Shares in diamond retailer Tiffany & Co. (NYS: TIF) are soaring since the company reported second-quarter earnings yesterday. Despite the market's reaction, however, the actual results and forward guidance are much more muted.
Opening Tiffany's little blue box
Total sales for the quarter came in at $887 million, an increase of 1.6% over the same period a year ago. After factoring in expenses, its net income of $92 million, or $0.72 per share, was up 2% on a year-over-year basis. The latter missed Wall Street estimates by two pennies a share.
The strongest geographic performance was notched by the Japan region, where total sales and comparable store sales were up 10% on a constant-currency basis. In the United States, meanwhile, total sales were flat while comps were down 5% -- at its flagship location on Fifth Avenue in New York City, which is responsible for a staggering 10% of the company's revenue, sales were down a stunning 9%. And in its fastest growing Asia-Pacific region, total sales were tempered, growing only 3% while same-store sales fell by 5% on a constant currency basis.
Total Sales Growth*
Percent of Overall Business
Source: Tiffany's Q2 2012 earnings release. *Sales reported on a constant-exchange-rate basis.
The reason shares in the company are nevertheless up is that analysts had predicted a much sharper decline in same-store sales. Overall revenue at stores open at least a year fell 1%, handily beating predictions of a 4% drop.
Looking forward, the company dropped both its sales and earnings forecasts for the remainder of the year. In terms of revenue, it now sees worldwide net sales increasing 6%-7% compared to a previous expectation of 7%-8% growth. In terms of earnings, management expects full-year earnings per share of $3.55-$3.70, compared to its previous forecast of $3.70-$3.80 per share.
According to the company's chairman and chief executive officer, Michael Kowalski:
We think it is only prudent to maintain a cautious near-term outlook about global economic conditions and the effects on customer spending, with year-over-year growth comparisons in the next few months also being pressured by the strong increases we experienced last year. At the same time, we are determined to further strengthen Tiffany's competitive position by expanding our store and customer base and introducing enticing new designs, all intended to generate solid long-term financial performance.
Shares in Tiffany & Co. currently yield 2.5%, are down more than 5.3% year to date, and trade at more than 18 times earnings.
How other luxury retailers are faring
At the end of July, luxury handbag and accessories maker Coach (NYS: COH) saw its share price fall sharply after the company reported results for the quarter ended June 30. Even though earnings for the quarter surged 24% on a year-over-year basis, analysts were disappointed by the company's same-store sales, which rose just 1.7% in is North American stores, well below the consensus estimate of 6%.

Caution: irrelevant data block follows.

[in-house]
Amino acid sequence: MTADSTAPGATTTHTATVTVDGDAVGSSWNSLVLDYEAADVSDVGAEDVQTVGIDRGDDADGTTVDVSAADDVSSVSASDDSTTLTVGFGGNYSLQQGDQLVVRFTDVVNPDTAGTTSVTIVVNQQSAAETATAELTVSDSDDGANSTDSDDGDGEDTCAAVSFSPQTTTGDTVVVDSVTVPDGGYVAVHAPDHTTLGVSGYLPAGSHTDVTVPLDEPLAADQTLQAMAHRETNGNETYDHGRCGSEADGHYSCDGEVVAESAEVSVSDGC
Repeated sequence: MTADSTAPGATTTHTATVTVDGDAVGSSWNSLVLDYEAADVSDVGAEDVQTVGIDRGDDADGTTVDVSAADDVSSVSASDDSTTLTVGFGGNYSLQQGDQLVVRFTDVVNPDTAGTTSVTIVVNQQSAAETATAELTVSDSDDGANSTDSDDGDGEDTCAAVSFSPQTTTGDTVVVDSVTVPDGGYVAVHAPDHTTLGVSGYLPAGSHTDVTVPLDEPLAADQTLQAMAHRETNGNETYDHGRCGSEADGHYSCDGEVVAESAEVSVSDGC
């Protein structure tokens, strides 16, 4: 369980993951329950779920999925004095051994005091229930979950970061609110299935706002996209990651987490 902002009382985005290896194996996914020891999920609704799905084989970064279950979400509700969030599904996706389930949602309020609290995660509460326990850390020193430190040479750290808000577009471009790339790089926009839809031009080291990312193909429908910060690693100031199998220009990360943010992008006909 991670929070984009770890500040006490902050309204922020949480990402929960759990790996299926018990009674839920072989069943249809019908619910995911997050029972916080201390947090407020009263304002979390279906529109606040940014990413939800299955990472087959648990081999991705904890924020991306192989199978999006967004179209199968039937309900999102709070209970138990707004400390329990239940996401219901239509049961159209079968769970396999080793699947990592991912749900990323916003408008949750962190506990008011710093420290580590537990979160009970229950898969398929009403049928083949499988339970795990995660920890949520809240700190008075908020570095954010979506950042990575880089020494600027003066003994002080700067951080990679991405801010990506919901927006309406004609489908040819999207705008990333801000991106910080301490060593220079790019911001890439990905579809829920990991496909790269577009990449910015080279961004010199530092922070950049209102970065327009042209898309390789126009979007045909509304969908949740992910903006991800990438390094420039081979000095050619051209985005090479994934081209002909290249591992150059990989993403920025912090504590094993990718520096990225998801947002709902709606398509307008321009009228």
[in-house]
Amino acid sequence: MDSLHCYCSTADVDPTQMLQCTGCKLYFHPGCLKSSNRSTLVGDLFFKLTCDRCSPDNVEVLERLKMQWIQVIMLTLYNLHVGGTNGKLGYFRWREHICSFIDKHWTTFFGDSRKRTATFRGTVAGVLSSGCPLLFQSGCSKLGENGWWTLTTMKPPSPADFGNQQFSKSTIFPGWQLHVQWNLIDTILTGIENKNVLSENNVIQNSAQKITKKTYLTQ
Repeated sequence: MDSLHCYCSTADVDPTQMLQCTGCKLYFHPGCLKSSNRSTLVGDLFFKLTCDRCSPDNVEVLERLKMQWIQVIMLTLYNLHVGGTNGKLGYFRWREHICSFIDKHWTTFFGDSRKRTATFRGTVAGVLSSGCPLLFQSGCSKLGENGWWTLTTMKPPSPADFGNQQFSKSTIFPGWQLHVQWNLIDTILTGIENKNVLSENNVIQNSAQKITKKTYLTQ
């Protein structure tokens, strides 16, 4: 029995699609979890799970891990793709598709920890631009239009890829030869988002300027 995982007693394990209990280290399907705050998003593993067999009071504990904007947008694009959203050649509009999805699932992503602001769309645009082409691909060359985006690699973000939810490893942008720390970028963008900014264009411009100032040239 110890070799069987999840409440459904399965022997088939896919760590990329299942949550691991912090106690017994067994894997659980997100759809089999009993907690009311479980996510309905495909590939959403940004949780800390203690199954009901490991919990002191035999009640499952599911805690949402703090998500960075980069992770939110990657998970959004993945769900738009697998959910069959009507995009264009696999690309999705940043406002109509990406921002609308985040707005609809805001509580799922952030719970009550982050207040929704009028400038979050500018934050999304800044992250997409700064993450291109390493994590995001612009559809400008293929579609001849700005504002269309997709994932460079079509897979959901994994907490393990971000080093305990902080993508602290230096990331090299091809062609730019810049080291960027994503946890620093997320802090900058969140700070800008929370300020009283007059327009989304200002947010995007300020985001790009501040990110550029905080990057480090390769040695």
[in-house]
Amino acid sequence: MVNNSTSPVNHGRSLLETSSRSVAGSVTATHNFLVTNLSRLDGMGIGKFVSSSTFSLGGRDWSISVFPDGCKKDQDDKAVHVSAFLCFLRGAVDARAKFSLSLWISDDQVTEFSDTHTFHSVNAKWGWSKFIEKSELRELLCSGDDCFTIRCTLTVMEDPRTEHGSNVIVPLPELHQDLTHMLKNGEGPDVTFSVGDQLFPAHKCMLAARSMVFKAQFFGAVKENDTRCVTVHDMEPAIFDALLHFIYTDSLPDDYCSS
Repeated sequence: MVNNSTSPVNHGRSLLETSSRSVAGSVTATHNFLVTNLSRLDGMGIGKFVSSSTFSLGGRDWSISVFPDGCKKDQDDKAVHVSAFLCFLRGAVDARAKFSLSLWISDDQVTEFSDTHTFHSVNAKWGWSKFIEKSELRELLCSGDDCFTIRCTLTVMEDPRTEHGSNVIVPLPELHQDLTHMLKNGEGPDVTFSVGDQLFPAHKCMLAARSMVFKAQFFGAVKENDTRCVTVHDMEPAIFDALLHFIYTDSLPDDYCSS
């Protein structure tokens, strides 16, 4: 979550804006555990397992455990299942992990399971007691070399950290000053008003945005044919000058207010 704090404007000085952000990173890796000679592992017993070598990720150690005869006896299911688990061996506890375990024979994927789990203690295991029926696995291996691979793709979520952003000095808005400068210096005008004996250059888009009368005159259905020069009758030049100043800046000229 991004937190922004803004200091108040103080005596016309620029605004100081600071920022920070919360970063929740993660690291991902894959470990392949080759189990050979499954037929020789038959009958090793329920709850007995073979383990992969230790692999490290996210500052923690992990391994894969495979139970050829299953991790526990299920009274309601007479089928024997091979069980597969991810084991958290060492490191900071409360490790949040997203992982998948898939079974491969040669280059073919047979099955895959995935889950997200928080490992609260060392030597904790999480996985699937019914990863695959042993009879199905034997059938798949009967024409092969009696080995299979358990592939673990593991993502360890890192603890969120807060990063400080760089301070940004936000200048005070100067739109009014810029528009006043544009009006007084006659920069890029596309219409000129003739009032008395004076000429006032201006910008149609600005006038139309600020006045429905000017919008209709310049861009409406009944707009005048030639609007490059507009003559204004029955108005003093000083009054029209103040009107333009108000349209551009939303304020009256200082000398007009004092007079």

According to the company's chairman and chief executive officer: "In North America ... an increasingly promotional environment led to lower growth than expected in factory stores. As a result, we responded by reinstating our prior practice of in-store couponing in a cross section of factory locations late in the period."
Meanwhile, shares in luxury retailer Saks (NYS: SKS) are up double digits since the beginning of August after the company reported better-than-expected results two weeks ago. For the quarter ended July 28, the company reported a net loss of $0.08 per share compared to a loss of $0.05 in the previous year's quarter. Excluding one-time charges associated with the company's new fulfillment center in Tennessee, the company lost $0.05 per share. Both figures exceeded analysts' expectations for a loss of $0.09 a share.
Foolish bottom line
After the financial crisis, luxury retailers were among the first in their industry to recover, as higher-net-worth individuals resumed spending shortly thereafter. It now appears this trend may be stalling, at least here in the United States and in Europe.
It's for this reason that our analysts drafted a free report detailing three American companies set to dominate the world. Unlike Tiffany's, Coach, and Saks, these companies are so geographically diversified that they're effectively impervious to regional economic slowdowns. To learn the identity of these companies before it's too late, click here now.
The article Diamonds Are the Market's Best Friend originally appeared on Fool.com.
Fool contributor John Maxfield does not own shares in any of the companies mentioned above. Motley Fool newsletter services have recommended buying shares of Coach. Motley Fool newsletter services have recommended shorting Tiffany. The Motley Fool has a disclosure policy. We Fools may not all hold the same opinions, but we all believe that considering a diverse range of insights makes us better investors. Try any of our Foolish newsletter services free for 30 days.
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